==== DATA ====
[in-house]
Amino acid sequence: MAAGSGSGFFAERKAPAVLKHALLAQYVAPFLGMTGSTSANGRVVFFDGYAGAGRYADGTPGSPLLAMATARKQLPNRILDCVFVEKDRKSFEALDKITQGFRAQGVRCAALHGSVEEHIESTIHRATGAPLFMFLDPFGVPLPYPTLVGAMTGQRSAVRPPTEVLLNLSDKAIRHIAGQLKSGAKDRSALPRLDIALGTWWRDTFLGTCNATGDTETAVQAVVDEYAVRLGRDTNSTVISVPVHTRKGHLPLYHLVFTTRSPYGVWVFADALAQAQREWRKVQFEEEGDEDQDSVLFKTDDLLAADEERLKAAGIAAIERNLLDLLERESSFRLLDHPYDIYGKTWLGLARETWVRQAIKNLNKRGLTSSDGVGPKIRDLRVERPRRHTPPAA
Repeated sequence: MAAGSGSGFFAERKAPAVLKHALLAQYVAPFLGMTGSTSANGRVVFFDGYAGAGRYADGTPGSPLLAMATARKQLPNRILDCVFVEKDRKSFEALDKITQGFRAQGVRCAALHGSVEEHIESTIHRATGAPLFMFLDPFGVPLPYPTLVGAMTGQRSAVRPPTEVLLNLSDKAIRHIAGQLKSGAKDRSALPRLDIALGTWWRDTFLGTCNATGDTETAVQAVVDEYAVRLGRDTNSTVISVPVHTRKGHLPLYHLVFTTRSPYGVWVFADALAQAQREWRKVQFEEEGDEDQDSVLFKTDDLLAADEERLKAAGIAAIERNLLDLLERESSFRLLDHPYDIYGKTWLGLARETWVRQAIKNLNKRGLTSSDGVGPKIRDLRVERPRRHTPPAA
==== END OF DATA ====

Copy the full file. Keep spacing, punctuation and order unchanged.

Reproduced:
[in-house]
Amino acid sequence: MAAGSGSGFFAERKAPAVLKHALLAQYVAPFLGMTGSTSANGRVVFFDGYAGAGRYADGTPGSPLLAMATARKQLPNRILDCVFVEKDRKSFEALDKITQGFRAQGVRCAALHGSVEEHIESTIHRATGAPLFMFLDPFGVPLPYPTLVGAMTGQRSAVRPPTEVLLNLSDKAIRHIAGQLKSGAKDRSALPRLDIALGTWWRDTFLGTCNATGDTETAVQAVVDEYAVRLGRDTNSTVISVPVHTRKGHLPLYHLVFTTRSPYGVWVFADALAQAQREWRKVQFEEEGDEDQDSVLFKTDDLLAADEERLKAAGIAAIERNLLDLLERESSFRLLDHPYDIYGKTWLGLARETWVRQAIKNLNKRGLTSSDGVGPKIRDLRVERPRRHTPPAA
Repeated sequence: MAAGSGSGFFAERKAPAVLKHALLAQYVAPFLGMTGSTSANGRVVFFDGYAGAGRYADGTPGSPLLAMATARKQLPNRILDCVFVEKDRKSFEALDKITQGFRAQGVRCAALHGSVEEHIESTIHRATGAPLFMFLDPFGVPLPYPTLVGAMTGQRSAVRPPTEVLLNLSDKAIRHIAGQLKSGAKDRSALPRLDIALGTWWRDTFLGTCNATGDTETAVQAVVDEYAVRLGRDTNSTVISVPVHTRKGHLPLYHLVFTTRSPYGVWVFADALAQAQREWRKVQFEEEGDEDQDSVLFKTDDLLAADEERLKAAGIAAIERNLLDLLERESSFRLLDHPYDIYGKTWLGLARETWVRQAIKNLNKRGLTSSDGVGPKIRDLRVERPRRHTPPAA